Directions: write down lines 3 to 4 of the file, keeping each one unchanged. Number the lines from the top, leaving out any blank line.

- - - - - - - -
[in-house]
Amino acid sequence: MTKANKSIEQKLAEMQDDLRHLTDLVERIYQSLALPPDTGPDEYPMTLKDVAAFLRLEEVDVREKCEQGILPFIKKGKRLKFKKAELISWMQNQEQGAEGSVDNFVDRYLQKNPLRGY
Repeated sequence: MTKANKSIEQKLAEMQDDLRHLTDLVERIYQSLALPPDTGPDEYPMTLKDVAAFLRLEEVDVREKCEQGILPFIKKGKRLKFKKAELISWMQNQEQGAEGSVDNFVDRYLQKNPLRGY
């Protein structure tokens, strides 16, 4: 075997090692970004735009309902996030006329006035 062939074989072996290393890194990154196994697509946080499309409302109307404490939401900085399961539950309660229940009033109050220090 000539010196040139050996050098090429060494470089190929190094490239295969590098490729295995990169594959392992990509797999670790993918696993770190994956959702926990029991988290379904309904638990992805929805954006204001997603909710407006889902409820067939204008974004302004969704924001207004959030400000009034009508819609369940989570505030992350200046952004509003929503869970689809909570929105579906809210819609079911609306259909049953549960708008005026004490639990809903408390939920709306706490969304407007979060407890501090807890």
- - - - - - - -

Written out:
Repeated sequence: MTKANKSIEQKLAEMQDDLRHLTDLVERIYQSLALPPDTGPDEYPMTLKDVAAFLRLEEVDVREKCEQGILPFIKKGKRLKFKKAELISWMQNQEQGAEGSVDNFVDRYLQKNPLRGY
């Protein structure tokens, strides 16, 4: 075997090692970004735009309902996030006329006035 062939074989072996290393890194990154196994697509946080499309409302109307404490939401900085399961539950309660229940009033109050220090 000539010196040139050996050098090429060494470089190929190094490239295969590098490729295995990169594959392992990509797999670790993918696993770190994956959702926990029991988290379904309904638990992805929805954006204001997603909710407006889902409820067939204008974004302004969704924001207004959030400000009034009508819609369940989570505030992350200046952004509003929503869970689809909570929105579906809210819609079911609306259909049953549960708008005026004490639990809903408390939920709306706490969304407007979060407890501090807890």